Whatever the reason, a change may just be the thing to bring about vitality and purpose to your life, but how can you deal with the fear of failure? Let’s face it, change is another word for challenge, and challenges make our lives difficult and, in many respects, unstable.


Be Prepared for an Exciting Adventure

Across the world, one important factor that stops managers from changing their careers is a fear of failure. But, what if you changed your mindset, and looked at change as an invitation to do something new and exciting?

A change in career brings about new learning experiences. It offers new opportunities to evolve as a person, but also as a professional. You will see a side of yourself that you may need to change, and also one you can be proud of too.

If you look at the change as something new and exciting, you’ll find you are no longer feeling so afraid.


Work On Your Strengths

The best way to succeed at change is to work on your strengths. Don’t try to copy or imitate anyone else; this will only make you look silly and you then you are sure to fail. Instead, use your strengths to build your confidence, and better prepare yourself for the changes ahead.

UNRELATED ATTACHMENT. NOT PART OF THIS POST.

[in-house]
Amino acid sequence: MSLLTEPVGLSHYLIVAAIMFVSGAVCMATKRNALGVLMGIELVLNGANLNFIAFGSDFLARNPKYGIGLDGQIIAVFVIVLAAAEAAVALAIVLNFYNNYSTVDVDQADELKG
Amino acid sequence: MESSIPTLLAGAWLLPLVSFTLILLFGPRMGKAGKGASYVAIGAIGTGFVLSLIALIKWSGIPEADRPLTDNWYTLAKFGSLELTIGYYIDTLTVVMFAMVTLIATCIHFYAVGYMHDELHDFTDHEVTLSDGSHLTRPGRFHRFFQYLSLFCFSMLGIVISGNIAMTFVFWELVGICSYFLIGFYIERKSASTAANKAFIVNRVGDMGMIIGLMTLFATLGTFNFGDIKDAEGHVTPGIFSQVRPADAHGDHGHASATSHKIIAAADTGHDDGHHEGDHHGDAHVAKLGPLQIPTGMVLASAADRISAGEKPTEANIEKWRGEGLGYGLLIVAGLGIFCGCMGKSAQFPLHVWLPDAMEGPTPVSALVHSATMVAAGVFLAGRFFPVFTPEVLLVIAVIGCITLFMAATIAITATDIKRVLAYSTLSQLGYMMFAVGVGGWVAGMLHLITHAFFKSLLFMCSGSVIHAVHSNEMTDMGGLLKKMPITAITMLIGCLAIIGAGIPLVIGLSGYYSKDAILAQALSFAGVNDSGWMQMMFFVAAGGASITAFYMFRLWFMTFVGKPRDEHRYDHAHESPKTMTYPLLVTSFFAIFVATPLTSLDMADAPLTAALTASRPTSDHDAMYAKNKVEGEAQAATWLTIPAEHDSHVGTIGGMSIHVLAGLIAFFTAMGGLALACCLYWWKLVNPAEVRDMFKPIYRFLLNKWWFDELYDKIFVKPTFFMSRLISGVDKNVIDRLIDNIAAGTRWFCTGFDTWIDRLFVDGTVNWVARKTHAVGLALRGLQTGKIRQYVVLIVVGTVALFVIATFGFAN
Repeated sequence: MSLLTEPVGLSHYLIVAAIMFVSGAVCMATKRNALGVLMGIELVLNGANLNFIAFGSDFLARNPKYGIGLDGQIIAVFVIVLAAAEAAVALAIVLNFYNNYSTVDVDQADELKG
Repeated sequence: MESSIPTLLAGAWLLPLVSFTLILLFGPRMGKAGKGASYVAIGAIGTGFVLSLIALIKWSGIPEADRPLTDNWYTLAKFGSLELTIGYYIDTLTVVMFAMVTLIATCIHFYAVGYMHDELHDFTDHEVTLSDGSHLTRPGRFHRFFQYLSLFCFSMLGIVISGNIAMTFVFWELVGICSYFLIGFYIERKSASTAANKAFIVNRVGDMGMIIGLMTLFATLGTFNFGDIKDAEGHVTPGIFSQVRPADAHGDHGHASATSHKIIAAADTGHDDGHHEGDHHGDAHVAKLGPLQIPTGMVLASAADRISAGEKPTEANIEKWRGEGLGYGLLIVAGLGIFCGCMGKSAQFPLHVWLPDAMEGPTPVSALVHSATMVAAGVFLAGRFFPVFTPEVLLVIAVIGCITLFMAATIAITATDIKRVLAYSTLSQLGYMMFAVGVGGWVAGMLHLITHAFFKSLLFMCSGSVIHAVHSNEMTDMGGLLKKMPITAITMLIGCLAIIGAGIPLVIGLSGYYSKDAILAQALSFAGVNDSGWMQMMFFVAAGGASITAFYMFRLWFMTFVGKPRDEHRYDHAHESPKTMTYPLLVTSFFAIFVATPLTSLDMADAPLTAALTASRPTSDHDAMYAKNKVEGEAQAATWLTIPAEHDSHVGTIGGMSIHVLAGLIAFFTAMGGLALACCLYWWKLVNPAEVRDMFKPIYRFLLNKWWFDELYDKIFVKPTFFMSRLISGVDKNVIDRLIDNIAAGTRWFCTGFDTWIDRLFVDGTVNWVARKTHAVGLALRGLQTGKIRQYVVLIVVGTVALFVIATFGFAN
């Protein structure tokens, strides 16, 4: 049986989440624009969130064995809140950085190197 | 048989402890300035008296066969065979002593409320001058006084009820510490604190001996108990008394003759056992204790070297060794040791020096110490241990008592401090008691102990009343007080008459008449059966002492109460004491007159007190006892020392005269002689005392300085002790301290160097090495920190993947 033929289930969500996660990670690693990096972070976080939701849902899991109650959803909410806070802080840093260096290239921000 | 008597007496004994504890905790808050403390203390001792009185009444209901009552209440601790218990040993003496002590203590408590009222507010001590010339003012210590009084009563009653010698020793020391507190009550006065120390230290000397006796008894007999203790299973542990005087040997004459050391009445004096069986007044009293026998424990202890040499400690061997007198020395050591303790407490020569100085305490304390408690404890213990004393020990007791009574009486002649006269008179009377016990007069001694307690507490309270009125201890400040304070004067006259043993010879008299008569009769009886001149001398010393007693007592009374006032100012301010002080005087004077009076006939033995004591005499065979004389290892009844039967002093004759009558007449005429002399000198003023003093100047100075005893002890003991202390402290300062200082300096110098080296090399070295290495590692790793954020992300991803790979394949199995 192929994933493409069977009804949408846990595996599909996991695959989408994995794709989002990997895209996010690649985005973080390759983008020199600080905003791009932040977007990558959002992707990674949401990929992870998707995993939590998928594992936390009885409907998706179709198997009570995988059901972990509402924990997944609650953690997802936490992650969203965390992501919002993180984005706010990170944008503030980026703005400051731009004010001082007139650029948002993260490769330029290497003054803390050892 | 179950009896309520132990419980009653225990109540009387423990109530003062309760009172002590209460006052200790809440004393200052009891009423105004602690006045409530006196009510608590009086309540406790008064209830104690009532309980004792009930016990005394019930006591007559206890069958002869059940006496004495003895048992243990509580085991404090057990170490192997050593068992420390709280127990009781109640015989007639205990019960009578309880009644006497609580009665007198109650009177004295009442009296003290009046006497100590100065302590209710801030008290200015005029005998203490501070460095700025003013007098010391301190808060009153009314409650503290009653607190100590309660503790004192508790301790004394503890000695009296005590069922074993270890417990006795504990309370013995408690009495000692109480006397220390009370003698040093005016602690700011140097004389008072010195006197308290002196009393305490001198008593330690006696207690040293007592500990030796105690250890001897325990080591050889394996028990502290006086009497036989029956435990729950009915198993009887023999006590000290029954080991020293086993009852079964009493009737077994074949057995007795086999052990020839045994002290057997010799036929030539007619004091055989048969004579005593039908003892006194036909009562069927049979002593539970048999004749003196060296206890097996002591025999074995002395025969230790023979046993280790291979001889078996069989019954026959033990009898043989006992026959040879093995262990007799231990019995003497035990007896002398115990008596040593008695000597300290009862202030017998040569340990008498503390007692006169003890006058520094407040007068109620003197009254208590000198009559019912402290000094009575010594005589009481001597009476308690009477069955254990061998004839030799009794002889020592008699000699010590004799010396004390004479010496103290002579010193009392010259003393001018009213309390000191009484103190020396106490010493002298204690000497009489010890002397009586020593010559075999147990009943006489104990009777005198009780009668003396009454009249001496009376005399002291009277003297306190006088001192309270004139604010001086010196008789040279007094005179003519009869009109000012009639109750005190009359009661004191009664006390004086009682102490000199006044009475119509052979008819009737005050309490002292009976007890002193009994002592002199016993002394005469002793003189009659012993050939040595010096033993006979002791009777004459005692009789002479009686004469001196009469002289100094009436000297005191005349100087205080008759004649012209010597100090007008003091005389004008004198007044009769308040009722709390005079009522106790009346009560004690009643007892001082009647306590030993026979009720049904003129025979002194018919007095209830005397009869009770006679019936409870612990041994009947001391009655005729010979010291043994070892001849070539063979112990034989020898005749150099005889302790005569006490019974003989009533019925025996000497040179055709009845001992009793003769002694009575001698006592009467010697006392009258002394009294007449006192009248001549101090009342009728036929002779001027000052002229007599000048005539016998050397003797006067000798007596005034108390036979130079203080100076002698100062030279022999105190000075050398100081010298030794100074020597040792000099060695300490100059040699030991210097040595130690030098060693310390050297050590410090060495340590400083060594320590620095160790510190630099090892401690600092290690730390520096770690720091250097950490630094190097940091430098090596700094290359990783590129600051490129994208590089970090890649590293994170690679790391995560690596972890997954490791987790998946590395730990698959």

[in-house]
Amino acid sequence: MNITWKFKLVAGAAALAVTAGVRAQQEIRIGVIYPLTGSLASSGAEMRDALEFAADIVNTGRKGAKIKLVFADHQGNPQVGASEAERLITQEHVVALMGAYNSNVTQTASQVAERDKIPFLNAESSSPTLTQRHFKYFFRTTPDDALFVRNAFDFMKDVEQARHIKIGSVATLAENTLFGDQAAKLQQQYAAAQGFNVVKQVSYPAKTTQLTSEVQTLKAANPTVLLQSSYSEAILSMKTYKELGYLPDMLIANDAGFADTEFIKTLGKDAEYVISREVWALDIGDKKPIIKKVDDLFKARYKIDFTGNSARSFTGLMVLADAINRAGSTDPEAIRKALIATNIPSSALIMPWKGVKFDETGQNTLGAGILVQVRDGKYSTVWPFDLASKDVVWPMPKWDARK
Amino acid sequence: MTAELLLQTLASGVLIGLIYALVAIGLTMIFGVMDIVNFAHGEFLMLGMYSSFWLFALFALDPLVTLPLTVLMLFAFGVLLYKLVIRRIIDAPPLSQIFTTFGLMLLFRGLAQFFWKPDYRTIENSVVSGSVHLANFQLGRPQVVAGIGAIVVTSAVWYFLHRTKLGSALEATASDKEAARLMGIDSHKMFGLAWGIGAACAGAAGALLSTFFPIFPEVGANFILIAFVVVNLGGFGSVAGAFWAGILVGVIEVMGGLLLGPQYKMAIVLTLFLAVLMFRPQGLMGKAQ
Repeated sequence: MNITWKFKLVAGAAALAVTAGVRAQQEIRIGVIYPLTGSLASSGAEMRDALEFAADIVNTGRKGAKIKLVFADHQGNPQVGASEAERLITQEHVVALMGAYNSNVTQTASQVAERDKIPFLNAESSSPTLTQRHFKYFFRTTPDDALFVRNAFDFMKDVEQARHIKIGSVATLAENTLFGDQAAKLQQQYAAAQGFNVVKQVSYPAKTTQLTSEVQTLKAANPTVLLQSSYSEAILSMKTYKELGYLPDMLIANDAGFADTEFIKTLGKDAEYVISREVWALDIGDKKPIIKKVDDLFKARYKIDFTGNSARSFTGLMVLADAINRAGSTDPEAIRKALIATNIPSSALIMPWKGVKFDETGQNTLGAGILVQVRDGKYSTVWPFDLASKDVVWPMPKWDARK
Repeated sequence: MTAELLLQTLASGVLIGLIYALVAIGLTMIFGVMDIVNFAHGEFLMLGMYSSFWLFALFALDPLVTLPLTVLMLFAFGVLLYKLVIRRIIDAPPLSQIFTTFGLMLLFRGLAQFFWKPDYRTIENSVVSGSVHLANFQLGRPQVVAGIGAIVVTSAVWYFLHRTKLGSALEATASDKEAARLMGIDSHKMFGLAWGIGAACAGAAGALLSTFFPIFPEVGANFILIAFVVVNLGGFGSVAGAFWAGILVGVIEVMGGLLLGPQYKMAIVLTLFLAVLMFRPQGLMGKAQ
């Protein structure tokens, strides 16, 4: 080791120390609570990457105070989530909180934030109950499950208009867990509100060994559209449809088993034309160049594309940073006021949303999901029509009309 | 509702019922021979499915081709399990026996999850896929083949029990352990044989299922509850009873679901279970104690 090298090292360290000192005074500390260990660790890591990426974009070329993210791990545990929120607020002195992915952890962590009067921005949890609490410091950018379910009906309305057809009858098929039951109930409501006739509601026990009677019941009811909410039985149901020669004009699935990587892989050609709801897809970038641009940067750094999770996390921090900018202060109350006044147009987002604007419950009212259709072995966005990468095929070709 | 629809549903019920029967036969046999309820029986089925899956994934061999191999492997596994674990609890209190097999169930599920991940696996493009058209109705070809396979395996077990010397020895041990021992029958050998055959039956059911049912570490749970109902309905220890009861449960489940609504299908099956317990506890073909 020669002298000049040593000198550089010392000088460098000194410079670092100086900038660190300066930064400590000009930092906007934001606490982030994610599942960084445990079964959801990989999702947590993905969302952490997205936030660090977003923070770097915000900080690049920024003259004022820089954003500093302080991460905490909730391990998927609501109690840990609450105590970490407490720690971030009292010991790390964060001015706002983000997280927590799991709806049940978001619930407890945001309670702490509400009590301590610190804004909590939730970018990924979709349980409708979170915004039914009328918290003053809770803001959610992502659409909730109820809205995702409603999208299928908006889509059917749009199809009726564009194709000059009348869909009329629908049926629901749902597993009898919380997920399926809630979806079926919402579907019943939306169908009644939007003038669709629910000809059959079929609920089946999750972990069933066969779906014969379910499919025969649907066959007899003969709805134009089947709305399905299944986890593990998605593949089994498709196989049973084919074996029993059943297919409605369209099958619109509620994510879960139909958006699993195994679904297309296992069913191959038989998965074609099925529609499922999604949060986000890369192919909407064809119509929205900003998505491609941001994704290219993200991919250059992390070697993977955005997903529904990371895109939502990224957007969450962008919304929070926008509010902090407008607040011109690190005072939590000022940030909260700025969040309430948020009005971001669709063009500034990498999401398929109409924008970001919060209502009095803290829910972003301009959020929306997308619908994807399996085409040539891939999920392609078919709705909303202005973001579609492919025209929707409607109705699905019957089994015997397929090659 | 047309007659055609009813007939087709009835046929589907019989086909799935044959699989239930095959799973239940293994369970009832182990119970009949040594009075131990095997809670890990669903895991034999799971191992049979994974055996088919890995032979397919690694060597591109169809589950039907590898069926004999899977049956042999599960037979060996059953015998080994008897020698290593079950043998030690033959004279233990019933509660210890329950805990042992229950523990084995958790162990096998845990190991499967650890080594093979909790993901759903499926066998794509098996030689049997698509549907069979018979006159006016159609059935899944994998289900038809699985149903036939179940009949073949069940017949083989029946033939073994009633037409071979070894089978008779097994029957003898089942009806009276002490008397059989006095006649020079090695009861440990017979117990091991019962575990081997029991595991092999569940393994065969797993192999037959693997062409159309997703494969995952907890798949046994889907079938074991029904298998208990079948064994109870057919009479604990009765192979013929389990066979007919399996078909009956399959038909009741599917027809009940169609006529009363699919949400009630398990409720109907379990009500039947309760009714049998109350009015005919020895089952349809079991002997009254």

Look beyond the surface strengths, and dig deeper. Sure, you are great at setting up an Excel document, and tracking inventory, for example, but what strengths made these practical things happen?

Are you curious, and has this led to you finding out how to do interesting things that others haven’t heard of before?

Are you determined and show great perseverance? Do you have what it takes to fulfil the new role?

If you are not sure find out what is required to do the work well, and learn what it is you need to do. Perhaps you need to learn new practical skills or perhaps you need to find the qualities that others have who have succeeded.